'Taking Stand Against Racism and Discrimination,' Seattle Adopts Indigenous Peoples' Day

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'Taking Stand Against Racism and Discrimination,' Seattle Adopts Indigenous Peoples' Day

The second Monday in October will no longer be celebrated as Columbus Day in the city

The Seattle City Council adopted a resolution to celebrate Indigenous Peoples' Day, not Columbus Day. (Photo: Vanessa/flickr/cc)

The Seattle City Council adopted a resolution to celebrate Indigenous Peoples' Day, not Columbus Day. (Photo: Vanessa/flickr/cc)

The Seattle City Council on Monday unanimously adopted a resolution to celebrate the second Monday in October as Indigenous Peoples' Day.

While the day is marked federally as Columbus Day, the resolution states the newly recognized day will be an opportunity for the city "to celebrate the thriving cultures and values of the Indigenous Peoples of our region."

"The City of Seattle strongly encourages Seattle Public Schools to include the teaching of indigenous people's history," the text also notes.

Councilmember Kshama Sawant, one of the sponsors of the resolution, said at the Council meeting that it "is about more than just a name change. It is about educating ourselves and our children, about taking a stand against racism and discrimination."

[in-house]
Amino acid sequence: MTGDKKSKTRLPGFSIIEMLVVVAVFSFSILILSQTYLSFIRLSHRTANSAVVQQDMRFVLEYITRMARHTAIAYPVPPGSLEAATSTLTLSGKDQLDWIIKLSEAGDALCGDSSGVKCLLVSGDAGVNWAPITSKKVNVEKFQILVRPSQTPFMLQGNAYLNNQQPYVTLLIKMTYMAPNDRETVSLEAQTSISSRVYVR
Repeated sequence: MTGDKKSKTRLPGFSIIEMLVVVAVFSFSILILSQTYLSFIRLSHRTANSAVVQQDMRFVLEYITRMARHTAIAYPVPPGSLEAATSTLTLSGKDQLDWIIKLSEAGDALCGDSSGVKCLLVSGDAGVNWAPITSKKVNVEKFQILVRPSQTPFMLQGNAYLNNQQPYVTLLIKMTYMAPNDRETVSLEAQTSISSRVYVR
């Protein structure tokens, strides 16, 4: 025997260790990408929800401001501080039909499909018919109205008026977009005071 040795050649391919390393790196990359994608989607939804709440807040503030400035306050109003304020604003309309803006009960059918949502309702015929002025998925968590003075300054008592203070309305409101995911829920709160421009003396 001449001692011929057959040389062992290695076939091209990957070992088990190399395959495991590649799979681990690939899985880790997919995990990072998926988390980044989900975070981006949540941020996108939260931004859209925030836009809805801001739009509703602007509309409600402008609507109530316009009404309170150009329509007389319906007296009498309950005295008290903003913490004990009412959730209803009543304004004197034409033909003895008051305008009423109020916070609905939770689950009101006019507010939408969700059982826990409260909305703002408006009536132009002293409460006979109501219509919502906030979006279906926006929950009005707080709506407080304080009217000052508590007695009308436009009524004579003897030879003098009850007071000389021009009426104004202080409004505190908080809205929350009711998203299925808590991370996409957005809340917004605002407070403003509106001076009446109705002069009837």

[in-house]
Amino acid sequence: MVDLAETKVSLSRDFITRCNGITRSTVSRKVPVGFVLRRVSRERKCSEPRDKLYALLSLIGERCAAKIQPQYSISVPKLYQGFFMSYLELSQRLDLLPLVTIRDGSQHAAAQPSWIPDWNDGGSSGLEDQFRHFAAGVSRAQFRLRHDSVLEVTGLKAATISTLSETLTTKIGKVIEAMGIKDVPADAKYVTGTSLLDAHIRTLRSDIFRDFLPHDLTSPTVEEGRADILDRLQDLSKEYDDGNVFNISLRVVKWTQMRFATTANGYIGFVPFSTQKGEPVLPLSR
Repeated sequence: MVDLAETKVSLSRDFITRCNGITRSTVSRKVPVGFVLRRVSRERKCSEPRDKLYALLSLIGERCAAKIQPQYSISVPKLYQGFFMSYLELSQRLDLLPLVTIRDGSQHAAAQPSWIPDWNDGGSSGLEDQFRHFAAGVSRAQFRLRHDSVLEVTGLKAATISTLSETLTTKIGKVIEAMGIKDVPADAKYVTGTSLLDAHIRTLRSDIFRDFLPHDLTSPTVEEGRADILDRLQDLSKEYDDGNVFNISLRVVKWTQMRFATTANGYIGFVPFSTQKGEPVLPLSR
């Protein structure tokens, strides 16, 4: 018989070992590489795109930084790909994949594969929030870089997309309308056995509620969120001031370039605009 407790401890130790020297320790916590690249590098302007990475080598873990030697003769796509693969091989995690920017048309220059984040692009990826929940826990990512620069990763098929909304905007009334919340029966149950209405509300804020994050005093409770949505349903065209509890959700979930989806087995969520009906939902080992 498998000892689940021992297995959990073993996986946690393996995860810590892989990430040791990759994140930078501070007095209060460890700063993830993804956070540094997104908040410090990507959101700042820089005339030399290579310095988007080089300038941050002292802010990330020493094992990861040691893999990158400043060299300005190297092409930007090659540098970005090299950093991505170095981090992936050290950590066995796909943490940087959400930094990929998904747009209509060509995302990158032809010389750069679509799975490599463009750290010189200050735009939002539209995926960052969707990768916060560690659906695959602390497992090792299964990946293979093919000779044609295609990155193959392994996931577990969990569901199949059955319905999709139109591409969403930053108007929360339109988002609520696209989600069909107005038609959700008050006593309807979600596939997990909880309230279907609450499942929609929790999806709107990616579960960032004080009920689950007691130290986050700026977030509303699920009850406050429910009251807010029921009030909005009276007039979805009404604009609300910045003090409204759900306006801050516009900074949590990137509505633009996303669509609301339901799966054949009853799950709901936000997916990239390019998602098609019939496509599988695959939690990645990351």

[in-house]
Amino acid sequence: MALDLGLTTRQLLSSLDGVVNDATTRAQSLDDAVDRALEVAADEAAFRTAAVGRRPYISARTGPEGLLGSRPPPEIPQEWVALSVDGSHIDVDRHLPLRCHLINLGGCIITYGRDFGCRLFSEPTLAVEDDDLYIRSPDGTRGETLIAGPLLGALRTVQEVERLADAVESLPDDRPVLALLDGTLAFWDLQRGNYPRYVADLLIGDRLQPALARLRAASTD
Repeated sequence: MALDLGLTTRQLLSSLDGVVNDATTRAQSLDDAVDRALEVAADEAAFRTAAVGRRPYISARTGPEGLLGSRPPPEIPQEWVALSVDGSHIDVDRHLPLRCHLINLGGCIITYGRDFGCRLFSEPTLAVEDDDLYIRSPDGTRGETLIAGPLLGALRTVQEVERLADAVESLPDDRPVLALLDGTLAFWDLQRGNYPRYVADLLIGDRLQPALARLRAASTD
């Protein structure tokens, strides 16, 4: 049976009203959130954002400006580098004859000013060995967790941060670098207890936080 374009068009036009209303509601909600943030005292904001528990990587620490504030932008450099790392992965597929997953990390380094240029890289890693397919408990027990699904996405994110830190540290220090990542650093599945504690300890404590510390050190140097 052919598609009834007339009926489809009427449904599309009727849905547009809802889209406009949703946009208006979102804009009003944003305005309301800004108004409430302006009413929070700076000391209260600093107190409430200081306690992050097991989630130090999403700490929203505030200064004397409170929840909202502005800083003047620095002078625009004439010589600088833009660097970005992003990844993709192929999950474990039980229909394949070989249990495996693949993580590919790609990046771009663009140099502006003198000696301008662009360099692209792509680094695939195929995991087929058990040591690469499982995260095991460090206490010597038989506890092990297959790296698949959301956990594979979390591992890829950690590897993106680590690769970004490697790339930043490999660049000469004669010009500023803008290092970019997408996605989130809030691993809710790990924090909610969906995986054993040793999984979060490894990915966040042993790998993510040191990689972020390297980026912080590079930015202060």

"When Columbus arrived on this continent, there were an estimated 50 – 100 million indigenous people already living in what came to be known as the 'New World.' He did not embark on a simple voyage of exploration. It was always intended as a voyage of conquest and, ultimately, colonization."

Seattle "should not honor a man who played such a pivotal role in the worst genocide humankind has ever known," the socialist said.

In response to objections to those who felt the change would be an affront to Italian-Americans, Sawant said that the true Italian-Americans to be celebrated are those who engaged in struggles for social justice.

Bill Bigelow, Curriculum Editor of Rethinking Schools and co-editor of Rethinking Columbus, which offers resources for teaching about the impact of Columbus on the Americas, said he was delighted with Seattle's declaration.

"Too many children still learn the myth that Christopher Columbus discovered America. It's not a harmless story," he told Common Dreams.

"The Columbus myth erases the humanity of Indigenous Peoples and offers legitimacy to the notion that it's OK for big countries to bully little countries and for white people to dominate people of color. These are not values our children should learn. I hope Seattle's resolution inspires other cities and school districts to rethink Columbus and to honor Indigenous Peoples," Bigelow said.

The City Council move comes a week after the Seattle School Board made the same unanimous decision.

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